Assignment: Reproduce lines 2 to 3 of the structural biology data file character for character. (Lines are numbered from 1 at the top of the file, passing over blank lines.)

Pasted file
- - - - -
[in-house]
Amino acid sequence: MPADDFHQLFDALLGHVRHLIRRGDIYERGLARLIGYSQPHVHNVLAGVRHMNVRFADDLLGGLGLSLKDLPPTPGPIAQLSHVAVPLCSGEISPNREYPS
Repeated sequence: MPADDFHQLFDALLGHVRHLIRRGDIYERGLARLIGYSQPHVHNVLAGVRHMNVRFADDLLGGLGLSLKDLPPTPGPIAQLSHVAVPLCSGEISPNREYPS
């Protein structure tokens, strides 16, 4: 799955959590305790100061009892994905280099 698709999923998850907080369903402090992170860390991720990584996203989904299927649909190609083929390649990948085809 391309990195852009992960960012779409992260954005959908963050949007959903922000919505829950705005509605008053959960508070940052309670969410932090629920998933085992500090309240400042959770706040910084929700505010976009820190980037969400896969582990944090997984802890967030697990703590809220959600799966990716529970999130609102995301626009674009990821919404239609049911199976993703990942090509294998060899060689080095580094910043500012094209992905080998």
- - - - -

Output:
Amino acid sequence: MPADDFHQLFDALLGHVRHLIRRGDIYERGLARLIGYSQPHVHNVLAGVRHMNVRFADDLLGGLGLSLKDLPPTPGPIAQLSHVAVPLCSGEISPNREYPS
Repeated sequence: MPADDFHQLFDALLGHVRHLIRRGDIYERGLARLIGYSQPHVHNVLAGVRHMNVRFADDLLGGLGLSLKDLPPTPGPIAQLSHVAVPLCSGEISPNREYPS